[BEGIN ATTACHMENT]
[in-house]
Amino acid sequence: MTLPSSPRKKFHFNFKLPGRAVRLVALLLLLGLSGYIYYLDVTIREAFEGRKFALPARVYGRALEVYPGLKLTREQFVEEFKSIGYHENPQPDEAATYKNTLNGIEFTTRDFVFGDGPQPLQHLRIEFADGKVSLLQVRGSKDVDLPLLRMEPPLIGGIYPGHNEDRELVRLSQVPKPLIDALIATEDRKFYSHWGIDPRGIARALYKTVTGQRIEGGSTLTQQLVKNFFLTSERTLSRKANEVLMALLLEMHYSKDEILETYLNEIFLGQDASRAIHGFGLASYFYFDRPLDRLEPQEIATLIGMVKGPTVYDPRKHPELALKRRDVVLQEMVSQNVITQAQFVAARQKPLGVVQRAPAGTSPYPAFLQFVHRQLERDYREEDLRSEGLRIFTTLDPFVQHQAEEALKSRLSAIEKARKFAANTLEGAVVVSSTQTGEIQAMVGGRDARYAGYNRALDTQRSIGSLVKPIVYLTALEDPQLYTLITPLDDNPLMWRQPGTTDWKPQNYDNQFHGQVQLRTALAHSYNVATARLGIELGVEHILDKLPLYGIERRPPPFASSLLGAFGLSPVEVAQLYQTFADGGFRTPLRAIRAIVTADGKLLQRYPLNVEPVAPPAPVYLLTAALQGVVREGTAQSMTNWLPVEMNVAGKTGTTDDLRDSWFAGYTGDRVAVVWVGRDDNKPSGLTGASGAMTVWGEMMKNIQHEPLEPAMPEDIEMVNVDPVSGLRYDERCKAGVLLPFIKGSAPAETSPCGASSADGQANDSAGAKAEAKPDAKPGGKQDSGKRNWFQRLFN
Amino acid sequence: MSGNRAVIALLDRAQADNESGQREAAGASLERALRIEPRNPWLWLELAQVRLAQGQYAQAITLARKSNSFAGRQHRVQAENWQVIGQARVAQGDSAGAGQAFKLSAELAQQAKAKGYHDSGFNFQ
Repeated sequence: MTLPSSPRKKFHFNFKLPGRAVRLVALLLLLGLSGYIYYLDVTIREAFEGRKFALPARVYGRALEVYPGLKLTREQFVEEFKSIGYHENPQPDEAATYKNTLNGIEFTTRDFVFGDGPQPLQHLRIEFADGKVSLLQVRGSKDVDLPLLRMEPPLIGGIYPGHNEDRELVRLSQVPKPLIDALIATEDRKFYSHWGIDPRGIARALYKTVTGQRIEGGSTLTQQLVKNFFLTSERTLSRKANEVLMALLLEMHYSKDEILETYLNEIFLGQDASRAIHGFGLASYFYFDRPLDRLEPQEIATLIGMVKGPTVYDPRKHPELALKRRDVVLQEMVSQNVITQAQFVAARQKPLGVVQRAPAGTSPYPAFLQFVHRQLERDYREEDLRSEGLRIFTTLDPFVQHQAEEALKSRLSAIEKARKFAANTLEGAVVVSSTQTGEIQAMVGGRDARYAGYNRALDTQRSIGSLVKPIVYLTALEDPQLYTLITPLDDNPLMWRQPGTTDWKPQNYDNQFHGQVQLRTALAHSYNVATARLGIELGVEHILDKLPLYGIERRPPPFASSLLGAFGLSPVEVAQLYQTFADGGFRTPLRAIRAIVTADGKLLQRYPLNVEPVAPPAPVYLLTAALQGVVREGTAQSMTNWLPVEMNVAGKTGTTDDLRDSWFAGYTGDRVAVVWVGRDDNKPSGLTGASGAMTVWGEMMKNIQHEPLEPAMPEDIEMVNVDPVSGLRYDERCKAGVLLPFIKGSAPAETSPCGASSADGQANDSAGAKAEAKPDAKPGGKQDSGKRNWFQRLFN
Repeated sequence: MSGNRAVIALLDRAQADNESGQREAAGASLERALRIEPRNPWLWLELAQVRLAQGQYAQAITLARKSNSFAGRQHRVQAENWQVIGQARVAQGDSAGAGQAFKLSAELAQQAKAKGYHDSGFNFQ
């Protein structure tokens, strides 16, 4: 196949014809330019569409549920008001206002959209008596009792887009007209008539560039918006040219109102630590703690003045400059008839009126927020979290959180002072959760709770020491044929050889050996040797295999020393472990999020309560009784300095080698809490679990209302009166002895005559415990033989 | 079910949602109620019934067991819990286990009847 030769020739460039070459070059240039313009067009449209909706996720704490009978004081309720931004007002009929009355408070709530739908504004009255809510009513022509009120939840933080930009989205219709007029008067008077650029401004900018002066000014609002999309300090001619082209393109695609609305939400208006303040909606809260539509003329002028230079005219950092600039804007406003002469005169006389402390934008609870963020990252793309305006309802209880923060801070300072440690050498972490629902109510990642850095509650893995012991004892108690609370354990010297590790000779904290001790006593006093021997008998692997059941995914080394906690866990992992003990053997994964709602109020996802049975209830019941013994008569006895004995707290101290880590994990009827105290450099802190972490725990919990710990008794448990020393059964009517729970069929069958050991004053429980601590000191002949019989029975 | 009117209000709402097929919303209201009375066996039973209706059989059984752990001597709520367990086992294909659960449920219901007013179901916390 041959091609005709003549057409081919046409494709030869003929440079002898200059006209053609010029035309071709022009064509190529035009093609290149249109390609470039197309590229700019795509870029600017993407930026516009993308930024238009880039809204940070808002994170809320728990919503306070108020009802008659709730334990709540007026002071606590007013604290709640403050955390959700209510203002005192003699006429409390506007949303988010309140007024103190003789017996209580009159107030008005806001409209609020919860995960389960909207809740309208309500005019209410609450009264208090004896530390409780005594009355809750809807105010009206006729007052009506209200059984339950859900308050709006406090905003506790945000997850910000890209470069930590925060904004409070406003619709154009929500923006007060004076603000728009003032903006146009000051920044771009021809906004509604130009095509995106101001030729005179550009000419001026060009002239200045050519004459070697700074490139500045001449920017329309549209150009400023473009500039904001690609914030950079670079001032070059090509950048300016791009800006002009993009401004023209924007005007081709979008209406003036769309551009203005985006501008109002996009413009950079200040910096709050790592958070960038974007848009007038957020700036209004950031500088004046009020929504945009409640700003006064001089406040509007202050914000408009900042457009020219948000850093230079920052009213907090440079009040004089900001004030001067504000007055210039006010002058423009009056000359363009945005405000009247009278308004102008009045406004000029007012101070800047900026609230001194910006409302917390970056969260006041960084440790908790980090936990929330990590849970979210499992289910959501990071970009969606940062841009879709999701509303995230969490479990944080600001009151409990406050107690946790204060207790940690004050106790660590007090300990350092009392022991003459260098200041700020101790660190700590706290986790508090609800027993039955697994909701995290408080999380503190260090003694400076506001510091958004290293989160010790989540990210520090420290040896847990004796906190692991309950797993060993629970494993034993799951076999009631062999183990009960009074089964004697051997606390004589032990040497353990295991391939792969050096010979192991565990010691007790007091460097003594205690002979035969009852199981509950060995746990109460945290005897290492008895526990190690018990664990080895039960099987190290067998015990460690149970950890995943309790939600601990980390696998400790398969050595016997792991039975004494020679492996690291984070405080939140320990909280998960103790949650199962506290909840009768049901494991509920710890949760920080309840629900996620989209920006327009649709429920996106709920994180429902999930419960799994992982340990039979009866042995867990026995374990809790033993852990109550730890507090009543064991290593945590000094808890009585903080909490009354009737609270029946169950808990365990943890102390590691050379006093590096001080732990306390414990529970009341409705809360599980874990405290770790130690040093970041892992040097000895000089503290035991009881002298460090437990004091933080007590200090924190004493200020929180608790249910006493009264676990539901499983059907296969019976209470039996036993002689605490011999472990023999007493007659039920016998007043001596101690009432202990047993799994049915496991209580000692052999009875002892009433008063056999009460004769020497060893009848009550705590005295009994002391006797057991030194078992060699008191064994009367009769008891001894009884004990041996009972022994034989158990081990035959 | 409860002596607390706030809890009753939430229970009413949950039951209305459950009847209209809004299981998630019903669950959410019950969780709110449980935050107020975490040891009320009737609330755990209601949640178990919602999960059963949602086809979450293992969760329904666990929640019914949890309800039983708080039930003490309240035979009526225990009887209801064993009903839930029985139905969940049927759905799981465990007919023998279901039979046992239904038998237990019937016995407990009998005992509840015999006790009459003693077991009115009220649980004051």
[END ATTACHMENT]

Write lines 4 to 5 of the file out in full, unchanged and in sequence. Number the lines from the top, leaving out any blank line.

Repeated sequence: MTLPSSPRKKFHFNFKLPGRAVRLVALLLLLGLSGYIYYLDVTIREAFEGRKFALPARVYGRALEVYPGLKLTREQFVEEFKSIGYHENPQPDEAATYKNTLNGIEFTTRDFVFGDGPQPLQHLRIEFADGKVSLLQVRGSKDVDLPLLRMEPPLIGGIYPGHNEDRELVRLSQVPKPLIDALIATEDRKFYSHWGIDPRGIARALYKTVTGQRIEGGSTLTQQLVKNFFLTSERTLSRKANEVLMALLLEMHYSKDEILETYLNEIFLGQDASRAIHGFGLASYFYFDRPLDRLEPQEIATLIGMVKGPTVYDPRKHPELALKRRDVVLQEMVSQNVITQAQFVAARQKPLGVVQRAPAGTSPYPAFLQFVHRQLERDYREEDLRSEGLRIFTTLDPFVQHQAEEALKSRLSAIEKARKFAANTLEGAVVVSSTQTGEIQAMVGGRDARYAGYNRALDTQRSIGSLVKPIVYLTALEDPQLYTLITPLDDNPLMWRQPGTTDWKPQNYDNQFHGQVQLRTALAHSYNVATARLGIELGVEHILDKLPLYGIERRPPPFASSLLGAFGLSPVEVAQLYQTFADGGFRTPLRAIRAIVTADGKLLQRYPLNVEPVAPPAPVYLLTAALQGVVREGTAQSMTNWLPVEMNVAGKTGTTDDLRDSWFAGYTGDRVAVVWVGRDDNKPSGLTGASGAMTVWGEMMKNIQHEPLEPAMPEDIEMVNVDPVSGLRYDERCKAGVLLPFIKGSAPAETSPCGASSADGQANDSAGAKAEAKPDAKPGGKQDSGKRNWFQRLFN
Repeated sequence: MSGNRAVIALLDRAQADNESGQREAAGASLERALRIEPRNPWLWLELAQVRLAQGQYAQAITLARKSNSFAGRQHRVQAENWQVIGQARVAQGDSAGAGQAFKLSAELAQQAKAKGYHDSGFNFQ